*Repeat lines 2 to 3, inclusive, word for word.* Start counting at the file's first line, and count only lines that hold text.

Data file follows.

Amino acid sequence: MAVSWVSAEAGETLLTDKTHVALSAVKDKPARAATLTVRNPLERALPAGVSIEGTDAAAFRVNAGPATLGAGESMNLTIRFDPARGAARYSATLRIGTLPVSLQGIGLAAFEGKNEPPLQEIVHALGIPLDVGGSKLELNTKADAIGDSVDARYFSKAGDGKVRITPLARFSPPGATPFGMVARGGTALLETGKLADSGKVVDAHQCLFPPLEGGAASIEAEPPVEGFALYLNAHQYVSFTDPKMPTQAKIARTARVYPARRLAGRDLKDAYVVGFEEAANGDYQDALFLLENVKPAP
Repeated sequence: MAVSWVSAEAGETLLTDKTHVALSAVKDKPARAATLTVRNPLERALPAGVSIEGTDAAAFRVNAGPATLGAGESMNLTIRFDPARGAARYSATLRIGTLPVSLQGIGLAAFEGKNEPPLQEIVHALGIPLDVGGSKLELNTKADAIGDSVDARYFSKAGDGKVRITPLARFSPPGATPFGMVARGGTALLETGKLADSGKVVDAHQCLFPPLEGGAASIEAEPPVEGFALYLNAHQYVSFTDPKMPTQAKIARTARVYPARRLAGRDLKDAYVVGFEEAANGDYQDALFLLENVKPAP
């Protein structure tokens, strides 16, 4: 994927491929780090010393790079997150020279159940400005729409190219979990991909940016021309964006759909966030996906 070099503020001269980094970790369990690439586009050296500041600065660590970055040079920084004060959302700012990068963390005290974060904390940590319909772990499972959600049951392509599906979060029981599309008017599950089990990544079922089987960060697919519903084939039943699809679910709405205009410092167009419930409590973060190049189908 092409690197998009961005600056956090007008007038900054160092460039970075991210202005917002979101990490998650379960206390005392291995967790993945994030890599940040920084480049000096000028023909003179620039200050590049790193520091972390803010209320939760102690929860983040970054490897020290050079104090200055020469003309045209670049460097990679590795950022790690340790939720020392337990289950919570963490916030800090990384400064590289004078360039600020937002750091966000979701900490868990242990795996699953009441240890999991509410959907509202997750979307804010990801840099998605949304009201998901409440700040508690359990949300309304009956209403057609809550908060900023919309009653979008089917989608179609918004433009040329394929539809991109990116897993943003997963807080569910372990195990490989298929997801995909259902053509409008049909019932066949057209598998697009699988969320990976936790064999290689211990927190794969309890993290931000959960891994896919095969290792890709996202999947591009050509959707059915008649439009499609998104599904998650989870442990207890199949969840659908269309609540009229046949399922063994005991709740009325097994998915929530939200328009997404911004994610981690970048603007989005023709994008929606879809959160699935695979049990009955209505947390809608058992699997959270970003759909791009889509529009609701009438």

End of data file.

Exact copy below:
Repeated sequence: MAVSWVSAEAGETLLTDKTHVALSAVKDKPARAATLTVRNPLERALPAGVSIEGTDAAAFRVNAGPATLGAGESMNLTIRFDPARGAARYSATLRIGTLPVSLQGIGLAAFEGKNEPPLQEIVHALGIPLDVGGSKLELNTKADAIGDSVDARYFSKAGDGKVRITPLARFSPPGATPFGMVARGGTALLETGKLADSGKVVDAHQCLFPPLEGGAASIEAEPPVEGFALYLNAHQYVSFTDPKMPTQAKIARTARVYPARRLAGRDLKDAYVVGFEEAANGDYQDALFLLENVKPAP
């Protein structure tokens, strides 16, 4: 994927491929780090010393790079997150020279159940400005729409190219979990991909940016021309964006759909966030996906 070099503020001269980094970790369990690439586009050296500041600065660590970055040079920084004060959302700012990068963390005290974060904390940590319909772990499972959600049951392509599906979060029981599309008017599950089990990544079922089987960060697919519903084939039943699809679910709405205009410092167009419930409590973060190049189908 092409690197998009961005600056956090007008007038900054160092460039970075991210202005917002979101990490998650379960206390005392291995967790993945994030890599940040920084480049000096000028023909003179620039200050590049790193520091972390803010209320939760102690929860983040970054490897020290050079104090200055020469003309045209670049460097990679590795950022790690340790939720020392337990289950919570963490916030800090990384400064590289004078360039600020937002750091966000979701900490868990242990795996699953009441240890999991509410959907509202997750979307804010990801840099998605949304009201998901409440700040508690359990949300309304009956209403057609809550908060900023919309009653979008089917989608179609918004433009040329394929539809991109990116897993943003997963807080569910372990195990490989298929997801995909259902053509409008049909019932066949057209598998697009699988969320990976936790064999290689211990927190794969309890993290931000959960891994896919095969290792890709996202999947591009050509959707059915008649439009499609998104599904998650989870442990207890199949969840659908269309609540009229046949399922063994005991709740009325097994998915929530939200328009997404911004994610981690970048603007989005023709994008929606879809959160699935695979049990009955209505947390809608058992699997959270970003759909791009889509529009609701009438």